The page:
Remembrance of the Dead (Dutch: Dodenherdenking) is held annually on May 4 in the Netherlands.
Since 2011, the official text of the Memorandum for Remembrance Day on 4 May is as follows:
During the national commemoration of Remembrance Day we remember all Dutch victims – civilians and soldiers – who have been killed or murdered in the Kingdom of the Netherlands or anywhere else in the world in war situations or during peace-keeping operations since the outbreak of the Second World War.
— Memorandum 2011
Traditionally, the main ceremonies are observed in Amsterdam at the National Monument on Dam Square. This ceremony is usually attended by members of the cabinet and the royal family, military leaders, representatives of the resistance movement and other social groups. At 20:00, two minutes of silence are observed throughout the Netherlands. Public transport is stopped, as well as all other traffic. Radio and TV only broadcast the ceremonies from 19:00 until 20:30. Since 4 May 1994, the flags, having hung at half-staff from 18:00 onwards, are then hoisted to the music of the "Wilhelmus", the Dutch national anthem.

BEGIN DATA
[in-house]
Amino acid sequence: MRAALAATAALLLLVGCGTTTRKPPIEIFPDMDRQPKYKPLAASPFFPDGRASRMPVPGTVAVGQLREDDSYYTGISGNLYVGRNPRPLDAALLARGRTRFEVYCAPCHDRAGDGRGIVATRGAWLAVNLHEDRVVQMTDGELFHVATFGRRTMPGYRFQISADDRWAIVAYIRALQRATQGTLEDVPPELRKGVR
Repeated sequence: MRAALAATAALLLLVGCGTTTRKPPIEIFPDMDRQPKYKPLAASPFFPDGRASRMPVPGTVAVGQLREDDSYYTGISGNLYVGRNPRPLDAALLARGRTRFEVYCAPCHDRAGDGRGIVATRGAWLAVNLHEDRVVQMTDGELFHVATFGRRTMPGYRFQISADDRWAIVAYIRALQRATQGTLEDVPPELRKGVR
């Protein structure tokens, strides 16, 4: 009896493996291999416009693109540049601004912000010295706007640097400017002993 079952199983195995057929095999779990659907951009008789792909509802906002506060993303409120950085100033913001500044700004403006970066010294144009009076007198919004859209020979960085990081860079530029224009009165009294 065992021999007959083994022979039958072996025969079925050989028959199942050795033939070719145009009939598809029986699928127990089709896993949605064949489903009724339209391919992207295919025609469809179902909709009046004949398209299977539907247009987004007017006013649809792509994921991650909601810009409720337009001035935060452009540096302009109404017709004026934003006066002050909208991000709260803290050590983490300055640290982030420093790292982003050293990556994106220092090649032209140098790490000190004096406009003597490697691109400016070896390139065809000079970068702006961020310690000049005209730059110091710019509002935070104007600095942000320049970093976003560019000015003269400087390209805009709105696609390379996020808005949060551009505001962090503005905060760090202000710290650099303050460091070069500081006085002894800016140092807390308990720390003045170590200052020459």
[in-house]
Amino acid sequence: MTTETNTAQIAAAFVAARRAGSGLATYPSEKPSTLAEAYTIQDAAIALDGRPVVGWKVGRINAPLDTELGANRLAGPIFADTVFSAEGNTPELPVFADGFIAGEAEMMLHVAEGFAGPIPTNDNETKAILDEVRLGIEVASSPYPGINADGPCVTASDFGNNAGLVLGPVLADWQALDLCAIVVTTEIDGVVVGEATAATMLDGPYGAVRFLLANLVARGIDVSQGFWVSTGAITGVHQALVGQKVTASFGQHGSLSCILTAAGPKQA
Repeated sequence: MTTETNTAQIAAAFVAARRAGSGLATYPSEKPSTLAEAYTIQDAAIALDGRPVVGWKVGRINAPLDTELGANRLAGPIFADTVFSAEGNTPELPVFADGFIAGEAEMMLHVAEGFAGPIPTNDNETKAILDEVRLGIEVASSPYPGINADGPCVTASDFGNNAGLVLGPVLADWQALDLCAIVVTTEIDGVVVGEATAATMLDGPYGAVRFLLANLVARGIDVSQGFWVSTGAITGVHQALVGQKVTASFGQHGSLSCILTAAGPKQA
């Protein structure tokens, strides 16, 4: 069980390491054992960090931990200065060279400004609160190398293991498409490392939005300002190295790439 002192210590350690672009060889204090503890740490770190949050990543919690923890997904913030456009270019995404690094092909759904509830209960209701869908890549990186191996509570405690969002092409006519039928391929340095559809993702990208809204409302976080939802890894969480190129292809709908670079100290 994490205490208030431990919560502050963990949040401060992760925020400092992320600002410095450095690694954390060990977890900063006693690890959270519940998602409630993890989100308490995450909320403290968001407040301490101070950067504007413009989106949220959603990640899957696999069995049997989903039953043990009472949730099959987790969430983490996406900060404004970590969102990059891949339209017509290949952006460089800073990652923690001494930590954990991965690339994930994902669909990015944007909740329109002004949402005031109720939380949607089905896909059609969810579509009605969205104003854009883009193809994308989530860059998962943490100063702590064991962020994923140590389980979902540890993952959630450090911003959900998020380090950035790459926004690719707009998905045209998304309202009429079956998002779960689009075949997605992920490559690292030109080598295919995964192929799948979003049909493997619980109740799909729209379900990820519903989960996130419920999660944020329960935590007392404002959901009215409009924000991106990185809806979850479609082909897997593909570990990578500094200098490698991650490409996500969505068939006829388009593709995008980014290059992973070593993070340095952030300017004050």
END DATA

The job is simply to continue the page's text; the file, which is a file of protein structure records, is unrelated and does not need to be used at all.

The main commemorations in Amsterdam are broadcast by the public broadcasting company NOS, but there are ceremonies in other cities and places as well. Especially notable are those at the Waalsdorpervlakte near The Hague, where many Dutch resistance fighters were executed during the war, and at the war cemetery Grebbeberg, which are broadcast by the commercial broadcasting companies. In many towns, before or after the two minutes of silence, people gather around a monument, listen to speeches, and lay down flowers to remember the dead.
The next day, on May 5, Dutch people celebrate the liberation of the nation from the German occupation of 1940 to 1945.